Urumqi: Xinjiang’s Cultural Hotpot

27th January, 2016 | Article By Tom Billinge

Few people outside China visit the far western Semi Autonomous Region of Xinjiang. The incredible province with its strong Central Asian cultural traits was the entry into China of the Silk Road. With the ancient trade through the region, Xinjiang was flooded with culture, food, music, spices, religion and everything else from the Middle East and Central Asia. The capital city of Urumqi on the northeastern corner of the Tarim Basin is very much the epitome of this cosmopolitan characteristic.

Most people associate Xinjiang with the Uyghur people, but in Urumqi, they are just one of the ethnic groups that make up the population of a large city. Han Chinese are the majority people, but joining them and the Uyghur in the cultural hotpot are Hui, Kazakh, Manchu, Mongol, Xibe, Russian, Kyrgyz, Uzbek and Tatar people. The various East and Central Asian people have each brought their customs and culture with them.

In the centre of the town, the Grand Bazaar with its iconic tower is home to stalls selling all kinds of items, from traditional Uyghur knives to rugs from Hotan. Headscarves and hats are sold next to the famous raisins, almonds and other fruits and nuts. In the surrounding streets, scores of restaurants offer fare from all over the region. Biriyani lamb and rice dishes steam away on stoves outside the restaurants, while cooks turn lamb kebabs on skewers over charcoal. Circular nang breads adorn tables along the streets and entice you with their freshly baked smell. Stands selling fresh yoghurt and men with baskets of golden figs sell their wares to people in a multicoloured range of ethnic clothing.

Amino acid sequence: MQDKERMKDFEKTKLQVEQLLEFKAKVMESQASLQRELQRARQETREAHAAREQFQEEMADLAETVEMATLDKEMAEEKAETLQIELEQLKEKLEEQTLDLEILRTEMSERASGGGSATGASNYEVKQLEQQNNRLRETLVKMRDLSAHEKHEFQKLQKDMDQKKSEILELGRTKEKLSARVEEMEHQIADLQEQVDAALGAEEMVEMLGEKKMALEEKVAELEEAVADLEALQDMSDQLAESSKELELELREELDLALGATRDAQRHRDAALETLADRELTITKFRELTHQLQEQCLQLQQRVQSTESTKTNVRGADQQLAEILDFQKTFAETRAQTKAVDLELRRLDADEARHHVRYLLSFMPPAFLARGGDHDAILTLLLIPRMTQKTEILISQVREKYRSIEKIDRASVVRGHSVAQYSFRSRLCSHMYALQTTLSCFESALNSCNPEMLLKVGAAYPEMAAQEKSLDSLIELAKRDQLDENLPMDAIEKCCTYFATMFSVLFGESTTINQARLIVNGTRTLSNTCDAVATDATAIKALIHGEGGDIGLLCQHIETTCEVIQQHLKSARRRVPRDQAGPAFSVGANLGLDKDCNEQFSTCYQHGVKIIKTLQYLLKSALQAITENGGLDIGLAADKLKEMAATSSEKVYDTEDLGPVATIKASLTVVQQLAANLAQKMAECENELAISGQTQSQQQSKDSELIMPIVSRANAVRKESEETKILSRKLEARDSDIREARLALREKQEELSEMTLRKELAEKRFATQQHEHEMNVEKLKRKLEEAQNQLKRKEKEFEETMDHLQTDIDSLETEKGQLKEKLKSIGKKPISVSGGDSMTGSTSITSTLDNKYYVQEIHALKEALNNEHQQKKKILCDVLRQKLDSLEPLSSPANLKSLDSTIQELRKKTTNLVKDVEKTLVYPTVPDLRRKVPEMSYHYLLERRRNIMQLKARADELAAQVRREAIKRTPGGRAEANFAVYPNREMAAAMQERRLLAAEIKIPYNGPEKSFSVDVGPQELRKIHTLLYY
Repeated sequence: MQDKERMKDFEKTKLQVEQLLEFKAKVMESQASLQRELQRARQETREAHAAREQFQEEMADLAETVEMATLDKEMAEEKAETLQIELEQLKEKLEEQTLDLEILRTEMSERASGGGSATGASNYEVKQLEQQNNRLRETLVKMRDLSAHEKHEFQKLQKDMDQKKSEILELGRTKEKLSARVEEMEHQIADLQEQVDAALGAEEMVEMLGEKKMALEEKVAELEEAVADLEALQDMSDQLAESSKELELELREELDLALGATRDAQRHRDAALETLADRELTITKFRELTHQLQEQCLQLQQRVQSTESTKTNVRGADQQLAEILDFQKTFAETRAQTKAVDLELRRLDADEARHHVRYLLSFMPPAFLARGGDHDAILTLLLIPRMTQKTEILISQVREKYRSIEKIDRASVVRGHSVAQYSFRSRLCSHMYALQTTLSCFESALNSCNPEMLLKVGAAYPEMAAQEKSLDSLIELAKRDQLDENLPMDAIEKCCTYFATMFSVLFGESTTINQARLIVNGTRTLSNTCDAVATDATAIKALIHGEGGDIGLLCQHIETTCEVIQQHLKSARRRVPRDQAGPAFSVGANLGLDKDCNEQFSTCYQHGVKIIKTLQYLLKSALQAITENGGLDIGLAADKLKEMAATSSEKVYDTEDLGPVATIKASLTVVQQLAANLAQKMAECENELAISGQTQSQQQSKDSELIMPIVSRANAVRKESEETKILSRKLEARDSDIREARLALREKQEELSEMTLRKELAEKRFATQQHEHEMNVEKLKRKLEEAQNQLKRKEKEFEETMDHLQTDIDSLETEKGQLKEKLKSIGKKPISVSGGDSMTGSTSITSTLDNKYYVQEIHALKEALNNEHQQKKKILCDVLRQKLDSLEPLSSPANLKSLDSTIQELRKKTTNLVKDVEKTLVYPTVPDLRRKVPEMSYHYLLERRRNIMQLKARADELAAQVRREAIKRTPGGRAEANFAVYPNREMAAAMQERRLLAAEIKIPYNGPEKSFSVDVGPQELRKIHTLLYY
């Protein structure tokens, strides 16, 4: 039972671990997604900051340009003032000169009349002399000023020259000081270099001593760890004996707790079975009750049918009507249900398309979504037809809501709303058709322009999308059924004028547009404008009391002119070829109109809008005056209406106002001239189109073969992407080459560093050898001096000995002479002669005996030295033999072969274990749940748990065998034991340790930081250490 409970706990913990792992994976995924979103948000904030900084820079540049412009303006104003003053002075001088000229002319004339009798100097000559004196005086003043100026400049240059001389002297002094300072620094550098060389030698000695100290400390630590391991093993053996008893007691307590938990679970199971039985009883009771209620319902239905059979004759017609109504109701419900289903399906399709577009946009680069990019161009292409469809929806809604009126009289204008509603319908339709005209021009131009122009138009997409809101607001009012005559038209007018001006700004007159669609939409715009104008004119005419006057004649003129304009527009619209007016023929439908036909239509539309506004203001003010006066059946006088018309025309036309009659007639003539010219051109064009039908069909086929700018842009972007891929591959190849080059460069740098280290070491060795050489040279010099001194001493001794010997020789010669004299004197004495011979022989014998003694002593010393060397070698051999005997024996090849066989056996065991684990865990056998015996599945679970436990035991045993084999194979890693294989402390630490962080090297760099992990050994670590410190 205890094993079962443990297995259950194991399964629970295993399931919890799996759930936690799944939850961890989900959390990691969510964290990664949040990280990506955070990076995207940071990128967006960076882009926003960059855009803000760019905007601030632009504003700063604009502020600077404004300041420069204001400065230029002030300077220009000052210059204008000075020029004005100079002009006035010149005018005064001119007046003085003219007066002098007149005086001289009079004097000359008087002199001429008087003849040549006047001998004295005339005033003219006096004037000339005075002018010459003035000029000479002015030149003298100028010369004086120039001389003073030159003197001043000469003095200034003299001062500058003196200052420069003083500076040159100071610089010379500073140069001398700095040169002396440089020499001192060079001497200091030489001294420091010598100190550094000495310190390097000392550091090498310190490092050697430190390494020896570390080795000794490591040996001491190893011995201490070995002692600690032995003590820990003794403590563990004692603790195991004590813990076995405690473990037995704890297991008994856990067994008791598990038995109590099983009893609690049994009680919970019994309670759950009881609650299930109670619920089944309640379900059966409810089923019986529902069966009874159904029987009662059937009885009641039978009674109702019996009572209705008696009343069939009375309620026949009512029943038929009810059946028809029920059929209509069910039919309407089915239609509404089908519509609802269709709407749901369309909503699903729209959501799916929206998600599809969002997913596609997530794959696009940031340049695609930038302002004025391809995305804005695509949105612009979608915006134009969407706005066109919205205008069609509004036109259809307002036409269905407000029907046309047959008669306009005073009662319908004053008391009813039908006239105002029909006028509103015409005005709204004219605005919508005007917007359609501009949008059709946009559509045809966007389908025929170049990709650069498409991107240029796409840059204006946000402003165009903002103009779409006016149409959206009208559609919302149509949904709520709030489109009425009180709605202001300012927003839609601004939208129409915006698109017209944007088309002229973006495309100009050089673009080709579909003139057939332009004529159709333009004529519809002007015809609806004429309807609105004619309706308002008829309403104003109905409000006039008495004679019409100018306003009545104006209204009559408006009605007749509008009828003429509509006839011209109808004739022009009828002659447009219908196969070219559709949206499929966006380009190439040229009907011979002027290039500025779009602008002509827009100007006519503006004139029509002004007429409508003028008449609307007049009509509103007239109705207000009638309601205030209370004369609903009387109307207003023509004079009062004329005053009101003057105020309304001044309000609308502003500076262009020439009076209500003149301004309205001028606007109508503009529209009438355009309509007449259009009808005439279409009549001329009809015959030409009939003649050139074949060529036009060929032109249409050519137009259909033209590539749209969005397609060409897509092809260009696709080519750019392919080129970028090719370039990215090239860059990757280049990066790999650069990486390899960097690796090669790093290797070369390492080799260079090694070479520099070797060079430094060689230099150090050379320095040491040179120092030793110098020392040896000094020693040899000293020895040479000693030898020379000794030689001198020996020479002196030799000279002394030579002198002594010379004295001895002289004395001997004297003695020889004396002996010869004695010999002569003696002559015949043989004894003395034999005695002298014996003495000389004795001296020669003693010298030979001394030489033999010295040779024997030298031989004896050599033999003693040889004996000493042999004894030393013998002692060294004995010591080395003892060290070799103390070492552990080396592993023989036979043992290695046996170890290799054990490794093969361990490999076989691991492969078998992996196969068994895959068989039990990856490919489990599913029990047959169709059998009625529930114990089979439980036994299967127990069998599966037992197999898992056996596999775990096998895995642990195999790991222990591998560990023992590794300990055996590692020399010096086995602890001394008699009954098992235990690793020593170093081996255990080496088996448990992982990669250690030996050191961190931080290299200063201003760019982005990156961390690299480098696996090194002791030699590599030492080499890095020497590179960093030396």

Across the street from the Grand Bazaar, the Southern Great Mosque is a perfect example of a Hui Chinese style mosque. In place of the domes and minarets are Chinese eaves, dragons and phoenixes. It is not alone in the city and there are several others in this style that came with the Hui people as they moved from Shaanxi province in search of their fortunes hundreds of years ago. Traditional domed mosques can also be found around the city, such as the Yang Hang Mosque.

Throughout the day and night, the sights, smells and sounds of Urumqi are captivating. The city is the gateway to Xinjiang, a place of desolate beauty. The unforgiving landscape of the province is stunning and with the food, music and warm welcome of the Uyghur people and the other ethnic groups that call Xinjiang home, it is a place that stays with a visitor long after they have returned to their homeland.

The Western Gate: Xinjiang and the Uyghurs is a short film made by Michael Dean and produced by him and Tom Billinge of The Temple Trail.

By Tom Billinge

Tom Billinge
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